Here is another bucket list mention, and I really want to get my feet moving so I can get up here and yell…”I finally did it, I beat the odds, I proved anything is possible”. I would love to be sharing the moment with loved ones.
The name Machu Picchu is really just an educated guess because so little is known about this ancient city, possibly created around 1450 in the height of the Inca Empire. This lost city of the Incas, is nestled 7,500 feet above sea level in the Andean mountain range above the Urubamba valley and became one of the new 7 wonders of the world in 2007. No one really knows the true purpose of this city. A self sustaining city based on archelogical evidence, and the architecture, like Egyptian pyramids, involved hauling massive stones over great distances, and they were cut to precision! no mortar was used. Speculation abounds about how the Incas could have made such cut stone to such precise dimensions without the help of modern technology. Some have even suggested that the Inca had extraterrestrial help!
What a magical experience it would be to embark on the path, and to imagine what it would be like to have lived here…every stone would have stories to tell…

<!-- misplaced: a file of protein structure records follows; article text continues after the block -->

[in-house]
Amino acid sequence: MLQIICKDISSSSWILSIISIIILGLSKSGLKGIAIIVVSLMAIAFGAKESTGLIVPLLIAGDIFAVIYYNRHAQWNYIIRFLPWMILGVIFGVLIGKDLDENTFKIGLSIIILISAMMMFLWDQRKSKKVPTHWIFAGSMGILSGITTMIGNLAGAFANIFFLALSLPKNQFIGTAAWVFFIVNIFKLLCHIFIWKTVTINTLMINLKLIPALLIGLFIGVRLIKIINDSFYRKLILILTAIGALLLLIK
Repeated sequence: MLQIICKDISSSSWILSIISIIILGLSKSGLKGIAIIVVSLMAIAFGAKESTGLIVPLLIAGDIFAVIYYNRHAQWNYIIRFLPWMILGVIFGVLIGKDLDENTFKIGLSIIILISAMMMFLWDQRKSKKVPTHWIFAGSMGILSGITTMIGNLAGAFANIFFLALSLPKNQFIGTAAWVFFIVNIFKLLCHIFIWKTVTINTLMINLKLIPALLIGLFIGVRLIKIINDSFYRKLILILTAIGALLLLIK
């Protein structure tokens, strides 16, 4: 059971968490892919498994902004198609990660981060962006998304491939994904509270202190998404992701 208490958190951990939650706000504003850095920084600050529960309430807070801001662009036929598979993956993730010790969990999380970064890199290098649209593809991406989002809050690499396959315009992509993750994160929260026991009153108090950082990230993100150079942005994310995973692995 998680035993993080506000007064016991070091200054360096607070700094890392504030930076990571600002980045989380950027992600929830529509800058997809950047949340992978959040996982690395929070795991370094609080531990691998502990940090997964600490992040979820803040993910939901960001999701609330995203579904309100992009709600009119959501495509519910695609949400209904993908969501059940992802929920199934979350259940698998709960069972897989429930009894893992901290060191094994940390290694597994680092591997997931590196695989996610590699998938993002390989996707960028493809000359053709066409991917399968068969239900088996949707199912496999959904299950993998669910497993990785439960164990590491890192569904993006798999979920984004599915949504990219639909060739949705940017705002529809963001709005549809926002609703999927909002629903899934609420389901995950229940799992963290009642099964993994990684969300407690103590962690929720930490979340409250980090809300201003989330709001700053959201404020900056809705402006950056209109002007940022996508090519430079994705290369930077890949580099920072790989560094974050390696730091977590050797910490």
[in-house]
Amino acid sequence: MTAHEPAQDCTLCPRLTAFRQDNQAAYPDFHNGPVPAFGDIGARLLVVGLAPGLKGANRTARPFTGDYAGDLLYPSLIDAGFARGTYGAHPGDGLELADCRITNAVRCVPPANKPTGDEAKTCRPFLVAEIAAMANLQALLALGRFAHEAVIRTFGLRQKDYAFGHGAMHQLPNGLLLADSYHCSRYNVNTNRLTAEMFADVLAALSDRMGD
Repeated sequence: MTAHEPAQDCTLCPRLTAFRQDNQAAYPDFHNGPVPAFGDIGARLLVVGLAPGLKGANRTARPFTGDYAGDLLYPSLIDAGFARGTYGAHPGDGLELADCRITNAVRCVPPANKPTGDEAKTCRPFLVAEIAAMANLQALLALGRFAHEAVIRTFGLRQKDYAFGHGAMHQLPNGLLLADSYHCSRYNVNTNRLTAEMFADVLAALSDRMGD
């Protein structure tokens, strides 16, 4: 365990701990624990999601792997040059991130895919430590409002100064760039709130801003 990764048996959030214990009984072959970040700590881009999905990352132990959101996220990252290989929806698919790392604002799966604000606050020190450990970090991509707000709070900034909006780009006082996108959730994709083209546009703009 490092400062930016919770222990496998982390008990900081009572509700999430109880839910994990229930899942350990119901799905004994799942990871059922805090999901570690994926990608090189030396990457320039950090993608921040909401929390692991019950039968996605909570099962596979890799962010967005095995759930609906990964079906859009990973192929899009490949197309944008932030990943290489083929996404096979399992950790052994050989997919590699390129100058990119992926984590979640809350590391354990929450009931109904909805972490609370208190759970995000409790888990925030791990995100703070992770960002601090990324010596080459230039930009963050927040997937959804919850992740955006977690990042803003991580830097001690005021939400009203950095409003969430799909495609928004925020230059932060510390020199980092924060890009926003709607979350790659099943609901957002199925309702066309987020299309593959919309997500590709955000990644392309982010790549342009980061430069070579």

A Poem to Machu Picchu by Pablo Neruda
Poem to Machu Picchu – Poem VI
And then up the ladder of the earth I climbed
through the horrible thicket of the lost jungles
to you, Machu Picchu .
Tall city of stones stacked up in steps,
at last a dwelling where what is earthly
was not hidden under slumbering clothes.
In you, like two parallel lines,
the cradle of lightning and humanity
rocking together in a thorny wind.
Mother of stone, spume of the condors.
Highest reef of the human dawn.
Shovel buried in the first sand.
This is the spot, the place where they lived:
here the fat kernels of corn were carried up
and fell again to earth like red hail.
Here the gold wool came off the vicuña
to dress the loves, the burial mounds, the mothers,
the king, the prayers, the warriors.
Here men’s feet took their rest at night
next to the feet of eagles, in the lofty lairs
of the meat-eaters, and at dawn
they trod with thunderous steps over the rarefied fog,
and touched the ground and the rocks
until they knew them in the dark or in death.
I look at their clothes and their hands,
the traces of water in the echoing hollows,
the wall worn smooth by the touch of a face
that looked with my eyes a the earthly lamps,
that oiled with my hands the vanished
timbers: because everything –the clothes, the hides, the vessels,
the words, the wine, the bread-
was gone, fallen into the earth.
And the air came in with orange-blossom fingers
over all the sleepers:
a thousand years of air, months, weeks of air,
of blue wind and iron mountains,
as if soft hurricanes of running feet
were polishing the solitary enclosure of the stone.